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Latest Trends in Animal Health Testing

According to P&S Intelligence, the global animal pharmaceuticals market is set to grow at a compound annual rate of 6.8 percent between 2021 and 2030, reaching a size of $72.74 billion by the end of the decade. As the market has grown in size and importance – due mainly to increasing consumption of meat and animal products, a booming pet industry and growing incidences of zoonotic diseases – so too have regulatory frameworks and testing techniques. Here Beccy Bell, Operations Manager at Contract Research Organization Broughton, discusses what’s on the horizon for the testing of animal health products.

To perform detailed testing of animal health products, many businesses are shifting to using more advanced analytical equipment, and it is becoming common to commission independent testing, rather than complete it in-house. Often, manufacturers will turn to third-party partners for both technical and regulatory support, to streamline the process of bringing animal health products to market, as well as obtain the data needed to ensure safety.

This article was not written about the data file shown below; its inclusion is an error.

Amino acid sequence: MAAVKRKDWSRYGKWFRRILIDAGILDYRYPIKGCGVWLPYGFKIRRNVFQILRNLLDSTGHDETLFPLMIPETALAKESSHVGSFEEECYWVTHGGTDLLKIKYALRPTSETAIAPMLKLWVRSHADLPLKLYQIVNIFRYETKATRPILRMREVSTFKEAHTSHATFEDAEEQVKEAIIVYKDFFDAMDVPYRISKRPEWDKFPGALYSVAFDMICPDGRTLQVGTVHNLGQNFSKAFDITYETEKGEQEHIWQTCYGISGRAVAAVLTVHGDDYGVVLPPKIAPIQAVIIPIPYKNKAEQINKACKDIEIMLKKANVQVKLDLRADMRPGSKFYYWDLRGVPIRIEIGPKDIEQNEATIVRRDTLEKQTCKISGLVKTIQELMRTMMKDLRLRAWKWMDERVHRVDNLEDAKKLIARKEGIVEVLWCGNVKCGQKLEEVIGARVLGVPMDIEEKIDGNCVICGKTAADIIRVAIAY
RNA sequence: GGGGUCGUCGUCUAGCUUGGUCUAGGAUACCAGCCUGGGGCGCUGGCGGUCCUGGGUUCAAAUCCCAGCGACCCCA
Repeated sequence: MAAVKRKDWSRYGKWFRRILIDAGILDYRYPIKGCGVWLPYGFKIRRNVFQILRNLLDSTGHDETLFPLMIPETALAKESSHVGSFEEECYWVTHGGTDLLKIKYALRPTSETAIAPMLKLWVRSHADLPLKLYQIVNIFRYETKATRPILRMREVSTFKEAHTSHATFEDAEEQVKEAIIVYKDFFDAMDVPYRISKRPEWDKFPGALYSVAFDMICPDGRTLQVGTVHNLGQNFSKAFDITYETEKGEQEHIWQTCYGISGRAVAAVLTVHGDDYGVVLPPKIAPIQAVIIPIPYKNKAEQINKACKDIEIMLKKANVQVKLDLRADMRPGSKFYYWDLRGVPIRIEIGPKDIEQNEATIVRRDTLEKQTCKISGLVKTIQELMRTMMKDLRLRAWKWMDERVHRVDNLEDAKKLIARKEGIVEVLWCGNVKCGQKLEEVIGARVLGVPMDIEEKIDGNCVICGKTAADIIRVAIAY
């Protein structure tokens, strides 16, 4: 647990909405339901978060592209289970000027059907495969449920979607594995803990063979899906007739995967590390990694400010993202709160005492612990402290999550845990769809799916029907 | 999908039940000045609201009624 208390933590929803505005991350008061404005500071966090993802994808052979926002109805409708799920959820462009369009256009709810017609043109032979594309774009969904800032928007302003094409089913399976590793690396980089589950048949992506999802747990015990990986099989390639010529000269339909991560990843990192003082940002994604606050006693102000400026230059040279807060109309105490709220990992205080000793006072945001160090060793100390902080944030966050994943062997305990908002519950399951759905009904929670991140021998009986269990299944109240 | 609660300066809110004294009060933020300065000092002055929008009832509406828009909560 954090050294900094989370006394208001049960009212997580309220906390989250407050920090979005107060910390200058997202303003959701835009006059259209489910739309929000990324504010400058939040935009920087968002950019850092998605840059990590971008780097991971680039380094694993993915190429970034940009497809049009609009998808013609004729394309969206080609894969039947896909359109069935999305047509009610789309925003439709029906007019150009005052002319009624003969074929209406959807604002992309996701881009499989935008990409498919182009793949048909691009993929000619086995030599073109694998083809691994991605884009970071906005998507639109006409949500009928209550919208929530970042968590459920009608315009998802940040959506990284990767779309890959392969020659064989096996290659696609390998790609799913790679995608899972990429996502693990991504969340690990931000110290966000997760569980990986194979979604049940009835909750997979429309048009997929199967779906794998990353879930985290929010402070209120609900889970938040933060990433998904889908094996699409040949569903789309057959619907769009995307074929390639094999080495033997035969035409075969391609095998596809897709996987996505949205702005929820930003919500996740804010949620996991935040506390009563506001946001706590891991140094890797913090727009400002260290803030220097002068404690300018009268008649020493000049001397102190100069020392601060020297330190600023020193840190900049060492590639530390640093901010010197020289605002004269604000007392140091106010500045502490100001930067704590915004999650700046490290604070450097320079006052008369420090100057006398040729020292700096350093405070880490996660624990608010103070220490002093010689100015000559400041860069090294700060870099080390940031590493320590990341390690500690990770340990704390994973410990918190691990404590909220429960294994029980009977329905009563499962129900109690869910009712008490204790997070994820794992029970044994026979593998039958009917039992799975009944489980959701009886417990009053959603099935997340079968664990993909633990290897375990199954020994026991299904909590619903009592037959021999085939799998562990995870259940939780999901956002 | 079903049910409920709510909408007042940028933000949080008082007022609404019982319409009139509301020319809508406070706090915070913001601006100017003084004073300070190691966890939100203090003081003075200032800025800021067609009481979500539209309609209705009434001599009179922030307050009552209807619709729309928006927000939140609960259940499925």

The Shifting Analytical Environment

In process and finished product testing are how we ensure that products are safe, contain what they’re supposed to and meet the requirements of the specification. In recent years, a need for greater sensitivity, specificity, and accuracy in the analysis of animal drug products has led to the use of increasingly advanced techniques.

Thin layer chromatography (TLC) is a relatively simple and low-cost technique that can quickly identify the presence of certain compounds in a sample. Previously, TLC was a predominant method used for testing animal drug product quality, but today we are seeing a shift towards more advanced techniques, such as high-performance liquid chromatography (HPLC). This follows a similar trend in human pharmaceuticals, where HPLC is a popular analytical technique in both academic and industrial environments.

The predominant shift from TLC to HPLC can be seen in the testing of related substances. Unlike TLC, which only reports whether the concentration of related substances and impurities is below a given value, HPLC allows for the exact quantification of pharmaceutical ingredients and offers a broad range of detector options. This makes testing more accurate and flexible – important factors when ensuring drug products meet specifications.

Gas chromatography (GC) is another powerful analytical technique that has entered the veterinary testing fray in recent years. GC separates and analyses the components of a sample by vaporising it and passing it through a column filled with a stationary phase (such as a polymer or silica gel) and a carrier gas (such as nitrogen or helium). The components of the sample interact differently with the stationary phase, causing them to be separated as they move through the column. GC is frequently used to analyse volatile compounds, such as residual solvents and impurities in pharmaceutical products.